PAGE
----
“Born A Crime: Stories From a South African Childhood” by Trevor Noah – Review

BY: ANGIE HADDOCK

“The memoir of one man’s coming-of-age, set during the twilight of apartheid and the tumultuous days of freedom that followed.”

Goodreads


“Hustling is to work what surfing the Internet is to reading. If you add up how much you read in a year on the Internet—tweets, Facebook posts, lists—you’ve read the equivalent of a shit ton of books, but in fact you’ve read no books in a year.”

Trevor Noah

I wanted to start with that quote because, as avid readers, I thought you all would appreciate it.

Firstly, all the friends who recommended this book to me said I had to listen to the audiobook, because Trevor reads it himself.  So, that’s the format I chose. Not only is Trevor funny, and a good storyteller, but he’s also fluent in multiple South African languages… which helps greatly, as he uses several in this book.  (Let’s be honest, my brain wouldn’t have the first clue how to pronounce anything in Zulu, even if I was just reading it quietly to myself!)  This is a pretty quick listen, as the audiobook is just shy of nine hours long.

The book tells stories from Trevor’s youth, up until his early twenties.  While he is pursuing stand-up comedy by the end, it does not talk at all about his career as a comedian.  I would say the main topics are race and racism, growing up poor, and his relationship with his mom. Random anecdotes on religion, extended family, and schoolboy shenanigans are also fun rides.  Anyone who came of age in the nineties is sure to feel a kinship with him when he reminisces on the slow hell that was making mixed CDs in Windows ’95. 

While I don’t want to give away too many of the details, a few stories certainly stand out above the rest.  The story of him having a friend named Hitler really stuck with me.  He talked about how, in Africa, Hitler was just one of many “bad dudes” in history books.  He’s not seen the same way there as he is in Europe or America. Then again, various African nations had had dictators and genocides of their own, so those seemed more threatening. One of the things that this story highlighted for me was how we’re shaped by the stories of the culture we’re in, and how we have to understand the stories of other places and cultures to understand the people who come from these places. 

Eventually, Trevor and his friends are scheduled to perform for a high school of Jewish kids.  Obviously, things go awry.  When the administrators at the school get offended, and tell the boys to leave, Trevor interprets their actions as coming from a racist place – racist against them, as black kids.  He only figures out later that it’s the “Hitler” thing that made them mad.  This part brought to mind the George Bernard Shaw quote: “The single biggest problem in communication is the illusion that it has taken place”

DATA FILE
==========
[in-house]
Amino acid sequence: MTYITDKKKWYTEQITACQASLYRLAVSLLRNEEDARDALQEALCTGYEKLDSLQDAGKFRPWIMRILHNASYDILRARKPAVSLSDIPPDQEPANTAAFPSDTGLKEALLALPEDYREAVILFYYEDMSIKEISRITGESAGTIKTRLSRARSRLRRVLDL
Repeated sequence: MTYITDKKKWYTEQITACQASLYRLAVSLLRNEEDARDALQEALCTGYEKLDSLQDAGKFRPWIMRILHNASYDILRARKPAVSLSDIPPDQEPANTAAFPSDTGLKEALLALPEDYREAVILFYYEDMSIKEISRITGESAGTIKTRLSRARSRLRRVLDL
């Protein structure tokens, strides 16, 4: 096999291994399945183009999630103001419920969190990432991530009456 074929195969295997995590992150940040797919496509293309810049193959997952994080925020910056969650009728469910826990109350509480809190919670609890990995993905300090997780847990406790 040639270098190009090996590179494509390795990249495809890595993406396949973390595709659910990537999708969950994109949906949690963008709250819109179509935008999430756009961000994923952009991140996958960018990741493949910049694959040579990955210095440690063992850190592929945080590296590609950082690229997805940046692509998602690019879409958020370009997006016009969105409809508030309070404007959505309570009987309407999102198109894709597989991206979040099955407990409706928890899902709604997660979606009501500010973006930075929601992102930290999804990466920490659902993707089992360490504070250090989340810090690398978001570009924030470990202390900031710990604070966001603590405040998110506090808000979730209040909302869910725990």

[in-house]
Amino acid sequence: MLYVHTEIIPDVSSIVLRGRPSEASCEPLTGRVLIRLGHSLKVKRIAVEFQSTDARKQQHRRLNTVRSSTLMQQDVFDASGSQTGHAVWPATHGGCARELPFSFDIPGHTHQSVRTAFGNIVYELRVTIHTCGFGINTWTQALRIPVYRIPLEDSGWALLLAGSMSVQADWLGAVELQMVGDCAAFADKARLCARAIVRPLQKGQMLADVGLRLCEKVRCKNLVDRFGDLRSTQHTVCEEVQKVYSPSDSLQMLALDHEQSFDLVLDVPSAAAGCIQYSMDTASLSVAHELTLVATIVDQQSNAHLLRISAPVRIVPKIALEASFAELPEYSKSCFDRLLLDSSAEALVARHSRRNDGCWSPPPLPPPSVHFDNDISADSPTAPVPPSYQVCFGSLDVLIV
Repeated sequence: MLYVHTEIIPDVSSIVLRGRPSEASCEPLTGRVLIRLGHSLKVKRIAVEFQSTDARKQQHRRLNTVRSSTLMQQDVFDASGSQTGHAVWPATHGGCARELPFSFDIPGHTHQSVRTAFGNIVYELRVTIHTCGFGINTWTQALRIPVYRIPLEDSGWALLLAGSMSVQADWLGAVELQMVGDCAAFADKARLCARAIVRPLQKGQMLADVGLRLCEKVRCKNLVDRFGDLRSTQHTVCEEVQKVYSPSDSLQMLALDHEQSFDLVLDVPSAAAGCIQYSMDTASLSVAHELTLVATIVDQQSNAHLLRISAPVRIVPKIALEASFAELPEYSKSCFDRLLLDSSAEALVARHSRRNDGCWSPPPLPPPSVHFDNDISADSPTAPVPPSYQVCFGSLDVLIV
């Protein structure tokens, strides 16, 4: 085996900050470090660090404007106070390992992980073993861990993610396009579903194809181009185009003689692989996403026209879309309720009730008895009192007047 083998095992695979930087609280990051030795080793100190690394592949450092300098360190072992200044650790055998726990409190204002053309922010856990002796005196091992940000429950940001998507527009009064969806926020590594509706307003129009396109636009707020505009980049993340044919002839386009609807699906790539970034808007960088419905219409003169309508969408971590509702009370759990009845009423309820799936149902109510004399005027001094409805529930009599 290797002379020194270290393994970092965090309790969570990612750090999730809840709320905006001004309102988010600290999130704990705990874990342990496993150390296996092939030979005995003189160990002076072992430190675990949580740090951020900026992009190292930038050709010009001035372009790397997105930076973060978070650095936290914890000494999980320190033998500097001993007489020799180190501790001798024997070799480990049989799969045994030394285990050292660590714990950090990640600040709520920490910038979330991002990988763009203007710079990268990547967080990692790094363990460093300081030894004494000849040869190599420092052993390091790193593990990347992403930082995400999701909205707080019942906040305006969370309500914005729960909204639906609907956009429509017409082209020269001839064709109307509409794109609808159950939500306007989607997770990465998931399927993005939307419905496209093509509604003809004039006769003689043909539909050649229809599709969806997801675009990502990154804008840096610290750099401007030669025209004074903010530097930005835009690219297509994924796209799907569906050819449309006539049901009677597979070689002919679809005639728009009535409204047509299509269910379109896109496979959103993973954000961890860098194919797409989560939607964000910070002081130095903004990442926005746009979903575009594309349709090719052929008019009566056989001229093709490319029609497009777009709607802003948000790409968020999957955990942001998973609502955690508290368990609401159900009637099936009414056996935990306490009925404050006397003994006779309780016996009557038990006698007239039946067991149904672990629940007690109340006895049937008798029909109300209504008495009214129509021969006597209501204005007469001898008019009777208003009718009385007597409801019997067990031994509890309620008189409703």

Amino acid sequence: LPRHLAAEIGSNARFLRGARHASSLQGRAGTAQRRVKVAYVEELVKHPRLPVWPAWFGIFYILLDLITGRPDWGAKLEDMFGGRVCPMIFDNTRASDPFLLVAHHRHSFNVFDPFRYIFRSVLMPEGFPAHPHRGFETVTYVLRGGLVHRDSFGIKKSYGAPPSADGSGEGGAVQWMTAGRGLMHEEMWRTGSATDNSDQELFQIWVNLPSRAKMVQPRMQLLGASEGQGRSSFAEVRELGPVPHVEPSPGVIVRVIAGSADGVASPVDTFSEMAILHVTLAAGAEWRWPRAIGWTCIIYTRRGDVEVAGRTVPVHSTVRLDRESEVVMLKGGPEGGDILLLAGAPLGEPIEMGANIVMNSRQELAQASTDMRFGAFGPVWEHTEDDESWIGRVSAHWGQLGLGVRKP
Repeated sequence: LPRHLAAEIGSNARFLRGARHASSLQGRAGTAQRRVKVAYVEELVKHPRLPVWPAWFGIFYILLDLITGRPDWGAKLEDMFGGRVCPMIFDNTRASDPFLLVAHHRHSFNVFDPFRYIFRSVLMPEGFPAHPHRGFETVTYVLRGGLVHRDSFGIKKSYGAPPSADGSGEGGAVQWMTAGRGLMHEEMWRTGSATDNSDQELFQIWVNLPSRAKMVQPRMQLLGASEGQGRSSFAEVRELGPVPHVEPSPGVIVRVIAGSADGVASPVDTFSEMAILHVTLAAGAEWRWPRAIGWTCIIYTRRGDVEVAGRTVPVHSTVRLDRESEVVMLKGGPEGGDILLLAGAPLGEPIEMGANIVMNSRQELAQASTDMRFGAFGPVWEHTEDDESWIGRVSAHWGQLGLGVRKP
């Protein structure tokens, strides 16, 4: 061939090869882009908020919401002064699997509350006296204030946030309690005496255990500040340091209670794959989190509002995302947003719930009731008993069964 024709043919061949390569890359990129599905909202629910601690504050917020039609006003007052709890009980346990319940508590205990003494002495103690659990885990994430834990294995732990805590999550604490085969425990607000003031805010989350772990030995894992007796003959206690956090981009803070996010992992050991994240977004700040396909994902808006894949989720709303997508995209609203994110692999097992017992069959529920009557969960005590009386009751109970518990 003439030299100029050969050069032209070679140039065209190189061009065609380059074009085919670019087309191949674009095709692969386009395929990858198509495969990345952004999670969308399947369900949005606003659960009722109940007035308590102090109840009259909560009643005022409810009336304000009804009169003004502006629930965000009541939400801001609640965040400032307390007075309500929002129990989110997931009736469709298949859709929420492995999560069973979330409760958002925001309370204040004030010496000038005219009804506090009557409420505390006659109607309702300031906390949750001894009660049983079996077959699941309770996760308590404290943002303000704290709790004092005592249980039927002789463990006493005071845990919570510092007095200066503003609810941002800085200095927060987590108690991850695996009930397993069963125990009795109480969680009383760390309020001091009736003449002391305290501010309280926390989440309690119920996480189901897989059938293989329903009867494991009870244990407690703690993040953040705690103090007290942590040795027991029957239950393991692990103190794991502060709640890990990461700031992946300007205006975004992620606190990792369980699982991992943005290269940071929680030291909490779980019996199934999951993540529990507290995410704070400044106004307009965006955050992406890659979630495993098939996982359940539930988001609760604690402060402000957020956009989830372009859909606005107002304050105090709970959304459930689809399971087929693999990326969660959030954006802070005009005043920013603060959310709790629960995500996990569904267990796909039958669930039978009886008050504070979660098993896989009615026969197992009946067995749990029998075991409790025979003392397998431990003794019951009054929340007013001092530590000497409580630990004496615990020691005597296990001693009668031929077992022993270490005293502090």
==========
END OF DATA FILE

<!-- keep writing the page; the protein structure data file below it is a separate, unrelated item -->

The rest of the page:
A few quotes from the book that highlight the topics of race, and related issues:

 “Language, even more than color, defines who you are to people.”

“In any society built on institutionalized racism, race mixing doesn’t merely challenge the system as unjust, it reveals the system as unsustainable and incoherent. Race mixing proves that races can mix, and in a lot of cases want to mix. Because a mixed person embodies that rebuke to the logic of the system, race mixing becomes a crime worse than treason.”

“In society, we do horrible things to one another because we don’t see the person it affects. We don’t see their face. We don’t see them as people. Which was the whole reason the hood was built in the first place, to keep the victims of apartheid out of sight and out of mind. Because if white people ever saw black people as human, they would see that slavery is unconscionable. We live in a world where we don’t see the ramifications of what we do to others, because we don’t live with them. It would be a whole lot harder for an investment banker to rip off people with subprime mortgages if he actually had to live with the people he was ripping off. If we could see one another’s pain and empathize with one another, it would never be worth it to us to commit the crimes in the first place.”

Another big aspect is Trevor’s relationship with his mom.  Obviously, I did not grow up as a mixed child under apartheid… but I did grow up with a single mom, so some of his musings really struck a chord with me.  His mom seems like a defiant, strong-willed woman who wanted a better life for herself than her family had had, and a better life for her kids than she had had.  The final story in the book is about his mom being shot. I got to the part where he finds out she’d been shot… right as I pulled into my drivewa, done with running errands. I was in shock, and thought to myself, “there’s no way I can stop and get out of the car right now.  Oh crap, I have ice cream in one of my grocery bags.”  Needless to say, I ran into my house and turned the story back on, so I could find out what happened! 

I should mention that the stories in this book are grouped more by theme than by chronology. So, there are some characters that you meet more than once, and you may not know their full story until later on in the book.  Stick around, though, and he’ll put all the pieces together for you.


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